Promoting a Culture of Open Communication Through Anonymous Hotlines

Open Communication as a Two-Way Channel

A culture of open communication in an organization creates a two-way channel when it comes to remaining compliant— a Compliance Department-to-workforce channel and a workforce-to-Compliance Department channel. With the ever-changing nature of the healthcare regulatory environment, effective communication in both channels is critical for successful compliance operations.

Considering the first channel, Compliance Officers are responsible for communicating regulatory updates from the U.S. Department of Health and Human Services Office of Inspector General (OIG) and Centers for Medicare and Medicaid Services (CMS) as they are issued. Maintaining effective communication with the workforce on these updates is critical for Compliance Officers. They must inform the rest of the Compliance Department and organizational staff on the latest laws and regulations, CMS coding and billing requirements, and internal company policies, and ensure that all workforce members understand and can remain compliant with these requirements. In order to do this effectively, the Compliance Department and other managers need to have open communication with each other and with the workforce members they manage. Having a culture of open communication in the workplace ensures that all levels of staff are on the same page about federal and state requirements, and what compliance with such requirements means for the organization.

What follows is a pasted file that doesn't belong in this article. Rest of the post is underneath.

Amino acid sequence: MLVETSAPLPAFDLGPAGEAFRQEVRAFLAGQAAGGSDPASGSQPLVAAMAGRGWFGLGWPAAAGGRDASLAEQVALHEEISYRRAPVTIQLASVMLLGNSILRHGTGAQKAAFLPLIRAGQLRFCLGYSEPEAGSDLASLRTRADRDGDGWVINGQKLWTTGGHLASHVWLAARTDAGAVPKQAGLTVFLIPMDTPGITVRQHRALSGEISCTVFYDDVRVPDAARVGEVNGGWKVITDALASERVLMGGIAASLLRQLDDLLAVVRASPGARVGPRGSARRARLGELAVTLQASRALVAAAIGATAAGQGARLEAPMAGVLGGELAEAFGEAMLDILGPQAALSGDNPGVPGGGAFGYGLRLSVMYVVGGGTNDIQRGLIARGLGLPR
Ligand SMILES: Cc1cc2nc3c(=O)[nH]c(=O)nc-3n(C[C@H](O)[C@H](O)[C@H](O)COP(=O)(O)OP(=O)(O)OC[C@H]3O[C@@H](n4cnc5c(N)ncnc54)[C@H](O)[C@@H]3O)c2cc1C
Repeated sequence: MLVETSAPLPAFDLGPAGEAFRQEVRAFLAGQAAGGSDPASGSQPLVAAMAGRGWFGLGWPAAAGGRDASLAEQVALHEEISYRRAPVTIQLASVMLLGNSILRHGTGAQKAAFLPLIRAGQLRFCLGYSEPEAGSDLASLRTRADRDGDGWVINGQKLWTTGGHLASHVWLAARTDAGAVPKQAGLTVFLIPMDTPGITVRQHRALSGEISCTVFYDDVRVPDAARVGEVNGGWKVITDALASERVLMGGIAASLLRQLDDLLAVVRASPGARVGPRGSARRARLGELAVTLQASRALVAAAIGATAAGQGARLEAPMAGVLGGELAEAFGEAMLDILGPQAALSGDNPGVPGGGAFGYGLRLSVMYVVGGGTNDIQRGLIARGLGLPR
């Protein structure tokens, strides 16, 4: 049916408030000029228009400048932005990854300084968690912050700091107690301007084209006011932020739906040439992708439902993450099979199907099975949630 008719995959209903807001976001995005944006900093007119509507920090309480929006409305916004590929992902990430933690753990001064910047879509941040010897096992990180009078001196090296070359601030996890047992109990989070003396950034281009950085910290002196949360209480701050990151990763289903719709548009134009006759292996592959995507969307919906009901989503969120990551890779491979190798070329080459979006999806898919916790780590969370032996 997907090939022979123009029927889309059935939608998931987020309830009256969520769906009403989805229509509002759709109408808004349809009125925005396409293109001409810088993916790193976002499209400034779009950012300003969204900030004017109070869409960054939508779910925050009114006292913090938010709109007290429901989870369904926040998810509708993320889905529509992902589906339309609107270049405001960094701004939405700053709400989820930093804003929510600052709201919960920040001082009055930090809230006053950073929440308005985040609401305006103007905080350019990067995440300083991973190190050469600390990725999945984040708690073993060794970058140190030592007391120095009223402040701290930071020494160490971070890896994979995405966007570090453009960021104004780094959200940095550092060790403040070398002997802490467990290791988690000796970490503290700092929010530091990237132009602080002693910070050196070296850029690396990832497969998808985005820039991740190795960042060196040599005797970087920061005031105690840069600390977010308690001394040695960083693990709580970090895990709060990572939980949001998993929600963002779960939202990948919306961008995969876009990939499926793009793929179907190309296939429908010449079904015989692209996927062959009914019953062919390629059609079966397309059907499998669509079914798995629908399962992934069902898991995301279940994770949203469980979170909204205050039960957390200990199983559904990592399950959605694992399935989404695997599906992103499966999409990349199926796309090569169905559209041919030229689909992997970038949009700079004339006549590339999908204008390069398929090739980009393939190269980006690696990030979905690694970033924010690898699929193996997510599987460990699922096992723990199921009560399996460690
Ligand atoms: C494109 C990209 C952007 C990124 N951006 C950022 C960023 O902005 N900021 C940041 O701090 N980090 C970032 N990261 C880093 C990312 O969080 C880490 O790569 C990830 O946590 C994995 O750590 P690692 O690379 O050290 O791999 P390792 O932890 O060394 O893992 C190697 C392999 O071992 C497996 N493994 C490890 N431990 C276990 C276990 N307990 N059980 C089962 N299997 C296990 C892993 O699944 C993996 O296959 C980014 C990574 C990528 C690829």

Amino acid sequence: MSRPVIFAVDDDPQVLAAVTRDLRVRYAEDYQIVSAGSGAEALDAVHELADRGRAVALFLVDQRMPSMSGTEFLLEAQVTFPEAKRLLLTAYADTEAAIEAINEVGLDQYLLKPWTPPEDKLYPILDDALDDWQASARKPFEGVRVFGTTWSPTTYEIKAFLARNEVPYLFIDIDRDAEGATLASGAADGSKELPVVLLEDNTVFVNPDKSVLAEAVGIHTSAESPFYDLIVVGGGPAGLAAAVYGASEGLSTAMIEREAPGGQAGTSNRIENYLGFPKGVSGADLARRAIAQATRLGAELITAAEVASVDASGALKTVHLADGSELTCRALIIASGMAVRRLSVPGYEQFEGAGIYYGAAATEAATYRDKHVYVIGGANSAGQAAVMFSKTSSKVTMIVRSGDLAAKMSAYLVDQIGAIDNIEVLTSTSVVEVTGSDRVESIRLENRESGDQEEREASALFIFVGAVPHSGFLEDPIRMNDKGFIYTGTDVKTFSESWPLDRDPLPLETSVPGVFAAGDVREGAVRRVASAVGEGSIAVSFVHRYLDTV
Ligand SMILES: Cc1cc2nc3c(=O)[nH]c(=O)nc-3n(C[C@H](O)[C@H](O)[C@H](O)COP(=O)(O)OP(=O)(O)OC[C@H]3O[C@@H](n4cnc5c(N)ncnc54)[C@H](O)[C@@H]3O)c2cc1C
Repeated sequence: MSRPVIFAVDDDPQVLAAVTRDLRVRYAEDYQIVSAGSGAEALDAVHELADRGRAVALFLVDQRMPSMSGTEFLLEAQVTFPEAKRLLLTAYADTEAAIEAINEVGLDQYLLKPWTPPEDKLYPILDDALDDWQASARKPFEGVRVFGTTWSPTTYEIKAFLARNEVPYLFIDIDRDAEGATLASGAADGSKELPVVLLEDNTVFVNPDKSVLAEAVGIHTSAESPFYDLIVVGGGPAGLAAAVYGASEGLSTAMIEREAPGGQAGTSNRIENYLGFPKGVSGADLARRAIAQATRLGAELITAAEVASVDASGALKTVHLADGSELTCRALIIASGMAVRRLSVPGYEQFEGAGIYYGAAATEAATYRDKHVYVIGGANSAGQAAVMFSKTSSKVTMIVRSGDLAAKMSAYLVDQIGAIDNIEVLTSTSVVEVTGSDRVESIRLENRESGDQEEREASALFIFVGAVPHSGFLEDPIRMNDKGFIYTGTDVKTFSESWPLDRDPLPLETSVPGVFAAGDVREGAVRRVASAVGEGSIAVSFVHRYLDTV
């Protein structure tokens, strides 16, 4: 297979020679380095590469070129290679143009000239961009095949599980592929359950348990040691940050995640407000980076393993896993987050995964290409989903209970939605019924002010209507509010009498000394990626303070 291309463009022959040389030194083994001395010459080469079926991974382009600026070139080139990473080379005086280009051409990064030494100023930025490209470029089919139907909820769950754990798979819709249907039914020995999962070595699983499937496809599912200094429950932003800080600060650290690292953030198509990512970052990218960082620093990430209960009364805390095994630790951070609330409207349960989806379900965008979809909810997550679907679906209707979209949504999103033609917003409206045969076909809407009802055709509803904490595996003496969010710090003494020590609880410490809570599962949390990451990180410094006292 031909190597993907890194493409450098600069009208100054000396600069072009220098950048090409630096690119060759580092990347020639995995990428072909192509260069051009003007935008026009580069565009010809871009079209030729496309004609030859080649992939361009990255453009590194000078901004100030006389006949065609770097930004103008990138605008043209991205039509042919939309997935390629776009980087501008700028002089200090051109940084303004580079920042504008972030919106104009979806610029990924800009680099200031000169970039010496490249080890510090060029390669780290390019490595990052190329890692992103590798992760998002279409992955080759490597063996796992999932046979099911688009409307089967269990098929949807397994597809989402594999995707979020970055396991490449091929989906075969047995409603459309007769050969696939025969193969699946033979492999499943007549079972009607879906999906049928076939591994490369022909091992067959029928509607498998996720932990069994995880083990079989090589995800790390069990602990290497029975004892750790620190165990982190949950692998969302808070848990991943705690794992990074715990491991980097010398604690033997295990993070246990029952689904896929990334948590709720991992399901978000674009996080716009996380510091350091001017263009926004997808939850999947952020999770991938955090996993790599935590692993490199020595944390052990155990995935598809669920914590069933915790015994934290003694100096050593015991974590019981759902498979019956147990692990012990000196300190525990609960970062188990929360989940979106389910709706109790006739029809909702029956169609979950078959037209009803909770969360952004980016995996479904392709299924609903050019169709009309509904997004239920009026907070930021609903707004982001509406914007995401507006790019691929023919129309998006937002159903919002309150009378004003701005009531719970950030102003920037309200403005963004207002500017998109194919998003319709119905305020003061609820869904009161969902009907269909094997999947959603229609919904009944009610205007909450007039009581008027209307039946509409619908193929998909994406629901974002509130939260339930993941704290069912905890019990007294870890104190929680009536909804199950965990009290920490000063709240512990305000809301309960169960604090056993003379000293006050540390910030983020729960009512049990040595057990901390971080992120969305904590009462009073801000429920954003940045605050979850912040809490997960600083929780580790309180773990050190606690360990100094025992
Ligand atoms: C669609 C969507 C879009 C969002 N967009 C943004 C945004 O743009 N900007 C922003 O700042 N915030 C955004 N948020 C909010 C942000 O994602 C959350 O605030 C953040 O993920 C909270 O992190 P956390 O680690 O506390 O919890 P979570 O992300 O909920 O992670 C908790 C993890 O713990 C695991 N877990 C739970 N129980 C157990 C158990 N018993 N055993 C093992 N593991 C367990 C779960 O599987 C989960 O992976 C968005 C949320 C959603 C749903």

In addition to managers and Compliance Officers reporting to the workforce on regulatory changes, workforce members should have a way to communicate with the Compliance Department about potential instances of fraud, waste, or abuse in the workplace that may put the organization at risk. Anonymous hotlines are an easy and efficient way for workforce members to openly and securely communicate potential compliance violations, and they represent the second element of the two-way channel of open communication. This type of hotline gives employees, physicians, contractors, volunteers, and other non-employed workforce members a way to express their concerns that protects their identities while still informing the Compliance Department of the potential issue. The anonymity aspect of a hotline is key because it guarantees that workforce members will not be singled out or penalized for reporting, thus encouraging more reports and strengthening the culture of open communication in an organization.

Benefits of Anonymous Hotlines